Before even packing his bag to return home from the World Cancer Congress this past August, Jon Kerner knew two things. First, with over 2,000 cancer leaders from 125 countries this three-day Montreal event was a success for global cancer control efforts. Second, Canada’s collaborative approach to cancer control had made a strong impression on the international delegates.
“The Congress was a marvelous opportunity to network, exchange knowledge and perspectives,” says Dr. Kerner, Senior Scientific Lead for Population Health & Knowledge Management with the Canadian Partnership Against Cancer. “To learn what others were doing around the world and to see how that can advance your own work was truly valuable. The Canadian contribution was significant as well. From the opening panel discussion through to plenary sessions and displays at the global village, Canada’s collaborative cancer control model was being profiled in many sessions and drew great international recognition and appreciation.”
Dr. Heather Bryant, Vice President of Cancer Programs, Clinical and Population Health with the Partnership, and co-Chair of the Congress’ Scientific Programme Committee, highlighted that providing opportunities for knowledge exchange and for attendees to come away with a broader perspective of global cancer control efforts were primary intents for the Congress.
“The symposia and break-out sessions were designed to fit together as a story about international cancer control, and to bring forward a range of perspectives. When people left a session they came out with a better, more complete understanding of the topic at hand, be it cancer prevention or personalized medicine, but they also had a broader understanding of the overall picture of cancer control efforts around the world,” says Dr. Bryant, who was recently elected to the UICC’s Board of Directors, joining President and fellow Canadian Dr. Mary Gospodarowicz, Medical Director at Princess Margaret Hospital.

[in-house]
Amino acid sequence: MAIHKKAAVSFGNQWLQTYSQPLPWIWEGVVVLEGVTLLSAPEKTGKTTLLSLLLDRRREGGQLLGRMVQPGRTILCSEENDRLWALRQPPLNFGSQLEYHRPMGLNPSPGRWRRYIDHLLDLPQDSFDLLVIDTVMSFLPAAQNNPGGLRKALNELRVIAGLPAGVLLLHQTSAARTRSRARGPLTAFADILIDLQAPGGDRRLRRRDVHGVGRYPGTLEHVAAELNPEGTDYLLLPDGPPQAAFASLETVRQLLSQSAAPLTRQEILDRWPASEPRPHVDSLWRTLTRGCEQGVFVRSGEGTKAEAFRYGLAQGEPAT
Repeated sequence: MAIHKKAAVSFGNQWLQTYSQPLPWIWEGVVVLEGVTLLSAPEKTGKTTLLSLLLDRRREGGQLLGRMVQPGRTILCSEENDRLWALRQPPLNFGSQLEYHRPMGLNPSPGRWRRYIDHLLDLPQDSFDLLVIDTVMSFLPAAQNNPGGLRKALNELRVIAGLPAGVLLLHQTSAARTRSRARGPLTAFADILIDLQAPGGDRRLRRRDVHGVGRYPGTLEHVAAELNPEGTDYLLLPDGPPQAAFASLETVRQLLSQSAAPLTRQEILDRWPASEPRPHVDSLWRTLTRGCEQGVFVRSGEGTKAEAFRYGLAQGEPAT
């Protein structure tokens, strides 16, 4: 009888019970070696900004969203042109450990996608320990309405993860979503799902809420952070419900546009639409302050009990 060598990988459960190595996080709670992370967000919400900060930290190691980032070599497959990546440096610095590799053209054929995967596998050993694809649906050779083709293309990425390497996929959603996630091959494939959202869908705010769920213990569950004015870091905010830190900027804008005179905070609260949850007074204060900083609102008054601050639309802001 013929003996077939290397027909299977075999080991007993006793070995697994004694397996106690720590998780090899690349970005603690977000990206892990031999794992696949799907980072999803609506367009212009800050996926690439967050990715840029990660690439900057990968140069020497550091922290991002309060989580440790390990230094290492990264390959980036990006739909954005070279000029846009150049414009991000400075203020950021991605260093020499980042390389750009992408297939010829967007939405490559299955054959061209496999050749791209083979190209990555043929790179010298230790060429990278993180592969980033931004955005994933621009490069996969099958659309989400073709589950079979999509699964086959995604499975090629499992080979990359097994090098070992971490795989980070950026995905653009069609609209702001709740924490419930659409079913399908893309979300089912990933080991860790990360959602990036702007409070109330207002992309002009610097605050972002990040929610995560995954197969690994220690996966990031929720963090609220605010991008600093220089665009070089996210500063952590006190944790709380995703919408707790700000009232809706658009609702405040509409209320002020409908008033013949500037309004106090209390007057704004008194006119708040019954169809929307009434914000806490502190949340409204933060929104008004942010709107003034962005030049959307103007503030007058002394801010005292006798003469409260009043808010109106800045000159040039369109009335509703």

For Lee Fairclough, Vice-President, Strategy, Knowledge Management and Delivery with the Partnership, Congress activities led her to reflect on the Canadian experience and expertise.
“Canada’s hosting of this event came at a critical juncture for cancer control efforts in Canada. I was struck both by the Canadian presence at the Congress and how far we’ve come in the last six years since the Partnership and the cancer community began to implement the Canadian Strategy for Cancer Control,” she says. “There is cohesiveness in Canada because of our coordinated approach and a connection between organizations and experts, which supports our progress in reducing incidence and mortality and improving quality of life for those with cancer. Together, we’re building a competency from which other nations can benefit, and we have a responsibility to share not only what we’re doing but how we’re doing it.”
Likewise, the Congress was also an opportunity to learn from the work taking place in other countries.
“Many countries with emerging economies are moving their cancer care programs forward in leaps and bounds,” adds Ms. Fairclough. “In some African countries for example, where securing professionals is a significant barrier, from the get-go they’re using telepathology as a way to access new expertise required to deliver cancer care. That kind of innovative progress could effect our own approaches to providing care across our vast geography.”
For Dr. Bryant, the Congress delivered on its promise. “This conference moved beyond profiling individual experts’ or organizations’ progress and made significant headway in tying together the excellent work taking place across the country and around the world. By focusing on building upon one another’s efforts, I feel we really moved the bar forward and contributed to global efforts to reduce the impact of cancer.”
The next World Cancer Congress takes place in Australia in 2014.